April 2008:- Food and raw materials inflation will come to an abrupt halt within the coming twelve months. Despite gloomy inflation forecasts causing excessively high interest rates of central banks such as the European Central Bank and Bank of England, commodity deflation is likely.
To be sure, high energy, agricultural and general raw material price rises are squeezing businesses and consumers. By raising costs and absorbing a rising proportion of disposable income during an economic downturn, higher commodity prices are ironically deflationary. The coming commodities deflation and potential general deflation may well appear to be a heretical prediction, but this maverick view is based on a simple basic fact.
A marked increase in speculation has played a major role in driving up prices of wheat by 162 per cent since 2006, corn by 130 per cent, Chicago traded rice by 119 per cent, soybeans by 111 per cent, Brent crude oil by 103 per cent, and cotton and copper by almost 80 per cent. There have also been hefty gains for sugar, coffee, cocoa and other metals, and the increases are still extensive even though prices have recently fallen from heady peaks. Only lumber, directly related to the US house building slump, has tumbled by 37 per cent.
Massive speculative positions
Hedge and managed future fund bull futures and options positions on commodity exchanges have multiplied, while open positions have reached new records. The Bank for International Settlements estimates that global turnover in exchange traded commodities jumped by 72 million contracts or 16 per cent in the fourth quarter of 2007 to 528 million contracts. On the OTC markets, the notional value (the total principal value of commodity contracts) surged from US$2.9 trillion in June 2005 to US$6.4 trillion in 2006 and US$7.6 trillion in June 2007, indicating that they now exceed US$8 trillion.
Shere stupidity of many pension fund and asset managers
Semantics cloud the extent of speculative activity. Pension funds, investment banks and brokers maintain that their commodity purchases are ‘alternative investments’ totalling $172 billion, according to Macquarie Bank. They have been buying metals, energy and agricultural commodities to ‘diversify’ their assets from income-earning stocks and bonds. Call it what they will, pension fund purchases of commodities are nothing less than speculation. Economic and financial historians will slam the stupidity and irresponsibility of pension managers who are now entering this dangerous market after extraordinary price rises. How on earth will they retreat when relatively illiquid commodity markets eventually head south?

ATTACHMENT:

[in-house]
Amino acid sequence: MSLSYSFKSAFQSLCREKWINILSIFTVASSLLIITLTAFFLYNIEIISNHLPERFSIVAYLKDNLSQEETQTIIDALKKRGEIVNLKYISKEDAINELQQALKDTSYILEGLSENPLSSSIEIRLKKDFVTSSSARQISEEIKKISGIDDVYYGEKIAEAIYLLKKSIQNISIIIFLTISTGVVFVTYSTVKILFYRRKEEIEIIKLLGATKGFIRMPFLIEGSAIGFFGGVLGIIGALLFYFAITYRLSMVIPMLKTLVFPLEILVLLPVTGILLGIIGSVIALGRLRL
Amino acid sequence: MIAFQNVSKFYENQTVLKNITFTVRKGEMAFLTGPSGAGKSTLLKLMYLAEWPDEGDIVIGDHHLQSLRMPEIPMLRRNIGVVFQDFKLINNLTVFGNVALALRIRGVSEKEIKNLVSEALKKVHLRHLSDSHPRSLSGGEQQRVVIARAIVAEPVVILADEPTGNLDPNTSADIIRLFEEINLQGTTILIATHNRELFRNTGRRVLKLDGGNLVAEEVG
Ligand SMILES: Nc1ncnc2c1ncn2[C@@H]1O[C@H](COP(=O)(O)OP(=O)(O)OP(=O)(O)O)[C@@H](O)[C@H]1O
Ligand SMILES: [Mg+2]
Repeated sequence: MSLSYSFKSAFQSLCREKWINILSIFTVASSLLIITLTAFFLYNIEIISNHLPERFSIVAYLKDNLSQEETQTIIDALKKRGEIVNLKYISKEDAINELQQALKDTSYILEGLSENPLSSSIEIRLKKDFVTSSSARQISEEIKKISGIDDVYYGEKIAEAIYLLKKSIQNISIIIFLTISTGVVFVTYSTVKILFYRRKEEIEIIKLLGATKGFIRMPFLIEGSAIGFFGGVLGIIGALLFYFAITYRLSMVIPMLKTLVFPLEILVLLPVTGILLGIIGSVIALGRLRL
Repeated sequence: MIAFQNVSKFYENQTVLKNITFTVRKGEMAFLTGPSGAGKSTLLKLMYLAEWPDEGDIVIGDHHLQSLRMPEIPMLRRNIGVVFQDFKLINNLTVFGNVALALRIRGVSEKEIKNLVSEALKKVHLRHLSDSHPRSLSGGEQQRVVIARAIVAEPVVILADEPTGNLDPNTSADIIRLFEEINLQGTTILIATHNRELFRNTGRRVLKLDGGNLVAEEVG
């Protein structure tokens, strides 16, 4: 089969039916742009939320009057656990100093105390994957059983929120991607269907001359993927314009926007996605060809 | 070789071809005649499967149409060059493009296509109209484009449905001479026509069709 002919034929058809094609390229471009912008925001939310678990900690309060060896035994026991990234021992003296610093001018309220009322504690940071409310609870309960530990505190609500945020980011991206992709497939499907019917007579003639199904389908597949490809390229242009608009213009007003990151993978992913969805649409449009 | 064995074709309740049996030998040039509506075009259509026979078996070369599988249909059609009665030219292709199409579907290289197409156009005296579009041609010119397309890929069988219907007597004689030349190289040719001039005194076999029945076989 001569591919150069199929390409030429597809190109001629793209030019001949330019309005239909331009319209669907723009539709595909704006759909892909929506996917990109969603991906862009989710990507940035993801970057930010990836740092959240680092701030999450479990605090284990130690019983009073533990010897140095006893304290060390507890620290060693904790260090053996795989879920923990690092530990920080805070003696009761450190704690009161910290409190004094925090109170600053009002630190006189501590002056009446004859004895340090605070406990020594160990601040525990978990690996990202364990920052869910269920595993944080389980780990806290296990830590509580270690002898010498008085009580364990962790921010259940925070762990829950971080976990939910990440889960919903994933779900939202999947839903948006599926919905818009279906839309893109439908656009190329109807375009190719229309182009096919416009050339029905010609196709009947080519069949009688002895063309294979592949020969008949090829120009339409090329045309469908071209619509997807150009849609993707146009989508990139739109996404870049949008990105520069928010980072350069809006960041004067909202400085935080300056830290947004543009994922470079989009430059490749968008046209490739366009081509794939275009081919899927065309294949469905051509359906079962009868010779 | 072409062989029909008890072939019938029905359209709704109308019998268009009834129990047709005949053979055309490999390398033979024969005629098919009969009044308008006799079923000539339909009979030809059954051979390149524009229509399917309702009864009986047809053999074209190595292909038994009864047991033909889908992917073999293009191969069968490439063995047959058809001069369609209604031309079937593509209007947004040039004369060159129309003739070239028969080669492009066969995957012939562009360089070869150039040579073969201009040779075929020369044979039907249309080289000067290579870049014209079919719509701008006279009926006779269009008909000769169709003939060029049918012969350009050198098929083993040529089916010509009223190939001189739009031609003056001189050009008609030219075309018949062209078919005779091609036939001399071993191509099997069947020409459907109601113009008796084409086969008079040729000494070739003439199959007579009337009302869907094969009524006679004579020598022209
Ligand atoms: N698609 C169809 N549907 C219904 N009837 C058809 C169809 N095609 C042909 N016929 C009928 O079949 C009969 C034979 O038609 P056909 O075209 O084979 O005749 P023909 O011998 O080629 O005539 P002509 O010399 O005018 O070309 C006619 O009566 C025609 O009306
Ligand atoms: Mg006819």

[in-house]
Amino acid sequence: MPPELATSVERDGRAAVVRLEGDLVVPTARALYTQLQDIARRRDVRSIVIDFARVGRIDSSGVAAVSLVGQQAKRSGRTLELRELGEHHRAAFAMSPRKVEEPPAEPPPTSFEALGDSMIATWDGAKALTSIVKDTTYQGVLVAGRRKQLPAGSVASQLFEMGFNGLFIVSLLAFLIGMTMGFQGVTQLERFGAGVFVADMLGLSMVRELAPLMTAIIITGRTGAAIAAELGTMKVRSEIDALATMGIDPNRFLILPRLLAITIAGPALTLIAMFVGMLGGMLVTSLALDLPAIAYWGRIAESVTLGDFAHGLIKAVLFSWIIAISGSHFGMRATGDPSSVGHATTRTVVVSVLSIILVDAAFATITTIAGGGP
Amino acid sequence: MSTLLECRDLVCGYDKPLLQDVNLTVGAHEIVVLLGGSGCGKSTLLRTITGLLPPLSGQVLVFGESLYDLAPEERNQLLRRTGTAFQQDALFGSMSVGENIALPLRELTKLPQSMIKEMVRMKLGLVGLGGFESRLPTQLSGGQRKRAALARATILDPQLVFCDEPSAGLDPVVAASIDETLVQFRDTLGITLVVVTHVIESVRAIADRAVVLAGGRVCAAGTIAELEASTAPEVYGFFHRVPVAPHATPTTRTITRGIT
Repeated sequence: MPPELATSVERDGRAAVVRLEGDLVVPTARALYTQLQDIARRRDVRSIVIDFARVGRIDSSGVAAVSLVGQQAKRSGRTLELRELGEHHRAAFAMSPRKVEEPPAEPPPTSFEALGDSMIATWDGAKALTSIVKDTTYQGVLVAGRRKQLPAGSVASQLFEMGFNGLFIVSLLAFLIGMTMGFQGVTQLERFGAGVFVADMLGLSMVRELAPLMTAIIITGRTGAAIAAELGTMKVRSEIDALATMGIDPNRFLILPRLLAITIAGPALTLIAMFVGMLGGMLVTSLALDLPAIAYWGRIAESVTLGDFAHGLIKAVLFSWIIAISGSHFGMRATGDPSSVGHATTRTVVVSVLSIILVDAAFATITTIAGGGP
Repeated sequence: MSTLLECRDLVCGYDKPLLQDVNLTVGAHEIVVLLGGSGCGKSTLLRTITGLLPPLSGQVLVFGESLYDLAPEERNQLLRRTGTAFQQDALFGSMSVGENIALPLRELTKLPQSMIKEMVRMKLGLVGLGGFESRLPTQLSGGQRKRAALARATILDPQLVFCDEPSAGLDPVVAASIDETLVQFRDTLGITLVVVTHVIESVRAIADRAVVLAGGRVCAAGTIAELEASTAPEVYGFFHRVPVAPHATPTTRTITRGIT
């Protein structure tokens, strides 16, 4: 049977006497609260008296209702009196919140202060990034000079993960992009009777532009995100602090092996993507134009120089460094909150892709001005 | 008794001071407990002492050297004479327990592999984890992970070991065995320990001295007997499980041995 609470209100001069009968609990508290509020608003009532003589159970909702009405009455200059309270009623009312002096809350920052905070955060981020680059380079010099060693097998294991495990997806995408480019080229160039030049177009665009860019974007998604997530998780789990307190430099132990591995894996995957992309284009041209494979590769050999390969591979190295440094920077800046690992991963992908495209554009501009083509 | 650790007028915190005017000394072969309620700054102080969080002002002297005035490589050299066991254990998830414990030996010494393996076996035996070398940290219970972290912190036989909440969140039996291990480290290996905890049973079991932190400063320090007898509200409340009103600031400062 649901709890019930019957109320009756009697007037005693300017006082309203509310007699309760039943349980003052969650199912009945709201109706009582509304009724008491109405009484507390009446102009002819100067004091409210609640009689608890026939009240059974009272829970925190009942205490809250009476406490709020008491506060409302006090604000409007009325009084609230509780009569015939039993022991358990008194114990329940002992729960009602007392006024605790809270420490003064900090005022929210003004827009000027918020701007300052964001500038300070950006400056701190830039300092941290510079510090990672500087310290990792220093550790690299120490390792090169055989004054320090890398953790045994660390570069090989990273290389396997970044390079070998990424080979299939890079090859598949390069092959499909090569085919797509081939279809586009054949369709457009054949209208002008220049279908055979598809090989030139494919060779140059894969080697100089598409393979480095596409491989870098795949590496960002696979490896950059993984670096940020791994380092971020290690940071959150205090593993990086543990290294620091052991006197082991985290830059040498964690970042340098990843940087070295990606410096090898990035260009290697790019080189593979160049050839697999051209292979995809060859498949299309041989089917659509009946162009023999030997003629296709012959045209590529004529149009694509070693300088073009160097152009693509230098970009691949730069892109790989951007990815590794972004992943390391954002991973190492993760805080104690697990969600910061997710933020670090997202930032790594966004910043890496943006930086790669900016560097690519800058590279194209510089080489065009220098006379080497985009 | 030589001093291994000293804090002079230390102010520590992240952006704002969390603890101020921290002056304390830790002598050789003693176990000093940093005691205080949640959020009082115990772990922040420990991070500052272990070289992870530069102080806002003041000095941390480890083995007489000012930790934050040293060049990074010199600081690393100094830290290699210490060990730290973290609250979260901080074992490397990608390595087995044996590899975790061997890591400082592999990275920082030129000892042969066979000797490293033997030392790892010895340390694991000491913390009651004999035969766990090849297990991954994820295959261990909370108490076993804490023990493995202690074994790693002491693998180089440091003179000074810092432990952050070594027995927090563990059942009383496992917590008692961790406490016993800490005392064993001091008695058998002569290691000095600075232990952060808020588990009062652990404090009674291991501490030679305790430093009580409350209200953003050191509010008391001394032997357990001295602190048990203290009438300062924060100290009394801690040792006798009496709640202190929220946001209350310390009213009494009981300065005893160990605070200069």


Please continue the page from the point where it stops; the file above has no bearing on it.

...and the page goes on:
CRB Commodity Index
Snakeoil spin of commodity sales people and fund managers
The claim that China, India, emerging nations and others are munching all the produce of Western farmers and are building new city after new city is snakeoil spin of commodity sales people and fund managers. The depletion of agricultural land and natural resources is Malthusian twaddle. Commodity super bulls maintain that the markets are in a ‘super cycle’ that will drive prices to exceptional peaks. Production will not be able to match demand and there are already shortfalls, bulls maintain.
Really? History has shown time and time again that if prices are attractive, productionl rises. In a recessionary economic environment, factories and other consumers won’t be in a hurry to purchase commodities from leveraged hedge fund speculators and pension fund managers who wish to offload their holdings.
Agricultural bulls hope is for El Nino natural disaster
If there is an ‘El Nino’ that causes hurricanes and drought, or a plague of locusts, agricultural bulls could well turn out to be right. Indeed, a natural catastrophe would in all probability generate an even greater speculative frenzy in agricultural markets and further misery for the poor and hungry. But on current crop and economic evidence, the skin of the commodity balloon has become microscopically thin; indeed, a tiny pin prick caused the sharp commodity price slide towards the end of March, although a swift patch job helped markets rally a bit.
A Red light- Food company sells trading operation to hedge fund
Sometimes, an event takes place that sends a signal to the deluded crowd who are chasing prices higher and higher. A remarkable commodity deal could well be the breeze that blows the balloon towards sharp nails.
ConAgra Foods, a major US food company that has been in business since 1861, has just sold its commodity trading and merchandising operations to Ospraie, a hedge fund firm. The trading unit’s price, agreed in late March, was a mind boggling $2.1 billion. ConAgra CEO Gary Rodkin noted that it was ‘best to sell when times are good’ and that shareholders had become wary of the volatility and risk of the trading unit. In contrast, Ospraie, which manages $9 billion, believes that trading will remain buoyant. The volume of commodity demand from China and other emerging nations will not abate for some time, Ospraie executives contend.
David Threlkeld of Resolved Inc, a metals trader, believes that food and raw materials inflation would end swiftly if the exchanges forced speculators to place much higher margin, or deposits, to back their dealings. He may well be right; a speculative withdrawal would be accompanied by swift price declines.
This would be welcome relief for hard pressed pensioners, low and middle-income families. Even farmers and raw materials producers would prefer lower volatility and more reasonable prices for their customers. Miners, oil companies and others fear substitution.